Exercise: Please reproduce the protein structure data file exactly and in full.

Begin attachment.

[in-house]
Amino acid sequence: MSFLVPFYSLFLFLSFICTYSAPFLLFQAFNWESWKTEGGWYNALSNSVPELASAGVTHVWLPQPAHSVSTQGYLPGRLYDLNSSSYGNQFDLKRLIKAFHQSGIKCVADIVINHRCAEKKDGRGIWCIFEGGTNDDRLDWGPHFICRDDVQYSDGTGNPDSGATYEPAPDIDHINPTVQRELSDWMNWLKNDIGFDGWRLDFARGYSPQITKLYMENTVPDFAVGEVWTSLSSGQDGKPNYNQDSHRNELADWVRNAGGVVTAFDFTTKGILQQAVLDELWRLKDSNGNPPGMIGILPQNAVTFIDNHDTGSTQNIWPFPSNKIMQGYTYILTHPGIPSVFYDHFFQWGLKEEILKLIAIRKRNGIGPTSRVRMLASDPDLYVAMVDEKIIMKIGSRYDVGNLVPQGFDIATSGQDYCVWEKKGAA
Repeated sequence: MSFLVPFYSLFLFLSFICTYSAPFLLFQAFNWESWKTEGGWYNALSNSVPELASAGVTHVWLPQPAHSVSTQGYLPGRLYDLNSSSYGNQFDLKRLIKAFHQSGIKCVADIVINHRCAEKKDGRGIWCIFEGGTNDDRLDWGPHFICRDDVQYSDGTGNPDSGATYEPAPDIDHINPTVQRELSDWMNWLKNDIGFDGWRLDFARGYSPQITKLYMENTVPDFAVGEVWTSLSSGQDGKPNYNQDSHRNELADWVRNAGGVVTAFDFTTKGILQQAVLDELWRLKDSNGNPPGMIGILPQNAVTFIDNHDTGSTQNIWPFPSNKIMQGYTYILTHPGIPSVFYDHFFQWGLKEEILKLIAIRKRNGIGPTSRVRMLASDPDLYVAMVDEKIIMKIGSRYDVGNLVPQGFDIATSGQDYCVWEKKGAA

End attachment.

[in-house]
Amino acid sequence: MSFLVPFYSLFLFLSFICTYSAPFLLFQAFNWESWKTEGGWYNALSNSVPELASAGVTHVWLPQPAHSVSTQGYLPGRLYDLNSSSYGNQFDLKRLIKAFHQSGIKCVADIVINHRCAEKKDGRGIWCIFEGGTNDDRLDWGPHFICRDDVQYSDGTGNPDSGATYEPAPDIDHINPTVQRELSDWMNWLKNDIGFDGWRLDFARGYSPQITKLYMENTVPDFAVGEVWTSLSSGQDGKPNYNQDSHRNELADWVRNAGGVVTAFDFTTKGILQQAVLDELWRLKDSNGNPPGMIGILPQNAVTFIDNHDTGSTQNIWPFPSNKIMQGYTYILTHPGIPSVFYDHFFQWGLKEEILKLIAIRKRNGIGPTSRVRMLASDPDLYVAMVDEKIIMKIGSRYDVGNLVPQGFDIATSGQDYCVWEKKGAA
Repeated sequence: MSFLVPFYSLFLFLSFICTYSAPFLLFQAFNWESWKTEGGWYNALSNSVPELASAGVTHVWLPQPAHSVSTQGYLPGRLYDLNSSSYGNQFDLKRLIKAFHQSGIKCVADIVINHRCAEKKDGRGIWCIFEGGTNDDRLDWGPHFICRDDVQYSDGTGNPDSGATYEPAPDIDHINPTVQRELSDWMNWLKNDIGFDGWRLDFARGYSPQITKLYMENTVPDFAVGEVWTSLSSGQDGKPNYNQDSHRNELADWVRNAGGVVTAFDFTTKGILQQAVLDELWRLKDSNGNPPGMIGILPQNAVTFIDNHDTGSTQNIWPFPSNKIMQGYTYILTHPGIPSVFYDHFFQWGLKEEILKLIAIRKRNGIGPTSRVRMLASDPDLYVAMVDEKIIMKIGSRYDVGNLVPQGFDIATSGQDYCVWEKKGAA